Objectives/hypothesis: Three surgical approaches: cochleostomy (C), round window (RW), and extended round window (ERW); and two electrodes types: lateral wall (LW) and perimodiolar (PM), account for the vast majority of cochlear implantations. The goal of this study was to analyze the relationship between surgical approach and electrode type with final intracochlear position of the electrode array and subsequent hearing outcomes.
Study design: Comparative longitudinal study.
Methods: One hundred postlingually implanted adult patients were enrolled in the study. From the postoperative scan, intracochlear electrode location was determined and using rigid registration, transformed back to the preoperative computed tomography which had intracochlear anatomy (scala tympani and scala vestibuli) specified using a statistical shape model based on 10 microCT scans of human cadaveric cochleae. Likelihood ratio chi-square statistics were used to evaluate for differences in electrode placement with respect to surgical approach (C, RW, ERW) and type of electrode (LW, PM).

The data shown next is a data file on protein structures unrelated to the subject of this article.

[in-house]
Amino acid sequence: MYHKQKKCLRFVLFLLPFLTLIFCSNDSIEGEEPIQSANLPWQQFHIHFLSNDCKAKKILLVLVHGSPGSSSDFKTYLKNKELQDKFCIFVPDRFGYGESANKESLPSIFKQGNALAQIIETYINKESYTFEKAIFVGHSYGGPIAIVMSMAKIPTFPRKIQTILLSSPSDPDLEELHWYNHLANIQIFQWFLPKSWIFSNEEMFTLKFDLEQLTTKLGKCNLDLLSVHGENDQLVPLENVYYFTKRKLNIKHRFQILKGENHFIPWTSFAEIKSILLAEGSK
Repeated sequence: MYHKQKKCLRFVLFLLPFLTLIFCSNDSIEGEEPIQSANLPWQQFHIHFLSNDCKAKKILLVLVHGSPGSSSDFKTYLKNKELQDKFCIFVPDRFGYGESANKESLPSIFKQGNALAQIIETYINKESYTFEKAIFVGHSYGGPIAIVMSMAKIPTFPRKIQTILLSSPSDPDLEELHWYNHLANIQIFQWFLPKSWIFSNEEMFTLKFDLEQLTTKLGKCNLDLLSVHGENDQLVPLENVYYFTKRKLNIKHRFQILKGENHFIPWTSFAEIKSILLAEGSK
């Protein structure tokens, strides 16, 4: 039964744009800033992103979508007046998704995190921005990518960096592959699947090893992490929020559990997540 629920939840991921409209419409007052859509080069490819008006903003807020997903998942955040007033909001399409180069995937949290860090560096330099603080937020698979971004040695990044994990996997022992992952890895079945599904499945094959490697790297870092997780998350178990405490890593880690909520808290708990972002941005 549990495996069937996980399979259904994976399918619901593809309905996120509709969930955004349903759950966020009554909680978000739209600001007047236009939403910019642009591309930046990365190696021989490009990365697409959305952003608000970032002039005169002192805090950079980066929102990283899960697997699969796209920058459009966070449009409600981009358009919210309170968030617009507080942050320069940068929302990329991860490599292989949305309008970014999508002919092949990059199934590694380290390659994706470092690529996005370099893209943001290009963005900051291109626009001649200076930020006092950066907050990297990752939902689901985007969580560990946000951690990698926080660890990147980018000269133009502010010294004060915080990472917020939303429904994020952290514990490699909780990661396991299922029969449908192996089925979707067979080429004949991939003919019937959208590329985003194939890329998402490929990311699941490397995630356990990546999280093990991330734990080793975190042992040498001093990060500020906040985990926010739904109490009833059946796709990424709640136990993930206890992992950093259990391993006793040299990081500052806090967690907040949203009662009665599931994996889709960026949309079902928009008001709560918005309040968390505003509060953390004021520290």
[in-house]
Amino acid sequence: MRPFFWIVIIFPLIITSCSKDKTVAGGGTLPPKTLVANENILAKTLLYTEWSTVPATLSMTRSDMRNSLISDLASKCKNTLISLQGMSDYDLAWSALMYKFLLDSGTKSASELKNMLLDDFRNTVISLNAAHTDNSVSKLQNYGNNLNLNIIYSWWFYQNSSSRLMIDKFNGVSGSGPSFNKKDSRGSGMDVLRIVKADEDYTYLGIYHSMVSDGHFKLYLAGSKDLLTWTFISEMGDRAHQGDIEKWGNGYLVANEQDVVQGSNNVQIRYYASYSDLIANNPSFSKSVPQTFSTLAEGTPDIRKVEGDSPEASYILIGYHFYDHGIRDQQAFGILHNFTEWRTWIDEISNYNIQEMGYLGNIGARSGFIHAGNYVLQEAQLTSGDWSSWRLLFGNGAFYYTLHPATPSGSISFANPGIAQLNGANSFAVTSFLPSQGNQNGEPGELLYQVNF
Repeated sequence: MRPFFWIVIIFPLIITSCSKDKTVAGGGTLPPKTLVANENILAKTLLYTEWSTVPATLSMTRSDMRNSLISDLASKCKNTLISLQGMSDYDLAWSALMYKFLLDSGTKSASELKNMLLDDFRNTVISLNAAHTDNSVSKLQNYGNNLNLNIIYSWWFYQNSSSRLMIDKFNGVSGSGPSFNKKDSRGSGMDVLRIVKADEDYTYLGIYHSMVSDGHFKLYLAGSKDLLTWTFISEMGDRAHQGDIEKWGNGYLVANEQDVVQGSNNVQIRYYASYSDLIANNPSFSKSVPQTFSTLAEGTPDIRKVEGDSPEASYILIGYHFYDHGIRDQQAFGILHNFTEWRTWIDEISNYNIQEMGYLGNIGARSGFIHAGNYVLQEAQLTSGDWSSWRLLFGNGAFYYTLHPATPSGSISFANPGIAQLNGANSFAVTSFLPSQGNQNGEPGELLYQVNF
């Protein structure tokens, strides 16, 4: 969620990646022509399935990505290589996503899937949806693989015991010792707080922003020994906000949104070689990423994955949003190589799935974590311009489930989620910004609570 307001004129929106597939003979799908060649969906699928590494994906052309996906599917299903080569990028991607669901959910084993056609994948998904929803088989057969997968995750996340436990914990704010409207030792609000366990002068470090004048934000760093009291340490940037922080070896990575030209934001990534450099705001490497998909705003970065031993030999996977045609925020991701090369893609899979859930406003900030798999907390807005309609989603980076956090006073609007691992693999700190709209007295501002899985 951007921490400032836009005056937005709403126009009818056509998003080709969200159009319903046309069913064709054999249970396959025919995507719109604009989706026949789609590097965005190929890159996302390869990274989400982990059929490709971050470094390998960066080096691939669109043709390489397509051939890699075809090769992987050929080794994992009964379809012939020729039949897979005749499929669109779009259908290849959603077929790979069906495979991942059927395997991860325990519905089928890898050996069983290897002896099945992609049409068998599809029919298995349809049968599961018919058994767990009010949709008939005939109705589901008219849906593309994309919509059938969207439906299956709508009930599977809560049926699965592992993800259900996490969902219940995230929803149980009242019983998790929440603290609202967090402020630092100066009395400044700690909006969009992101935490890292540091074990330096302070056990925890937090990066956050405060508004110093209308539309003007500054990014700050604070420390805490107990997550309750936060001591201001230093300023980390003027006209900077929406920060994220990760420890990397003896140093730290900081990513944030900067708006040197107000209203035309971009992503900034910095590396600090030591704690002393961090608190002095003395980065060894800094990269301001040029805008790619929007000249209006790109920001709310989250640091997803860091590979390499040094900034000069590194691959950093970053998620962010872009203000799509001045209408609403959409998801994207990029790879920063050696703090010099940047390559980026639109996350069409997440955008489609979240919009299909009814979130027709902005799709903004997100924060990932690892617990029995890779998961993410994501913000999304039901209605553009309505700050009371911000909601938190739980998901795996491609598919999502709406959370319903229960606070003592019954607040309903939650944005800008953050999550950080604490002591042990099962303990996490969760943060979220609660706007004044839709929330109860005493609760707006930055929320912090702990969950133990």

Results: Electrode placement completely within the scala tympani (ST) was more common for LW than were PM designs (89% vs. 58%; P < 0.001). RW and ERW approaches were associated with lower rates of electrode placement outside the ST than was the cochleostomy approach (9%, 16%, and 63%, respectively; P < 0.001). This pattern held true regardless of whether the implant was LW or PM. When examining electrode placement and hearing outcome, those with electrode residing completely within the ST had better consonant-nucleus-consonant word scores than did patients with any number of electrodes located outside the ST (P = 0.045).
Conclusion: These data suggest that RW and ERW approaches and LW electrodes are associated with an increased likelihood of successful ST placement. Furthermore, electrode position entirely within the ST confers superior audiological outcomes.
Level of evidence: 2b.
Keywords: Cochlear implant; cochleostomy; electrode; round window; sensorineural hearing loss.
© 2014 The American Laryngological, Rhinological and Otological Society, Inc.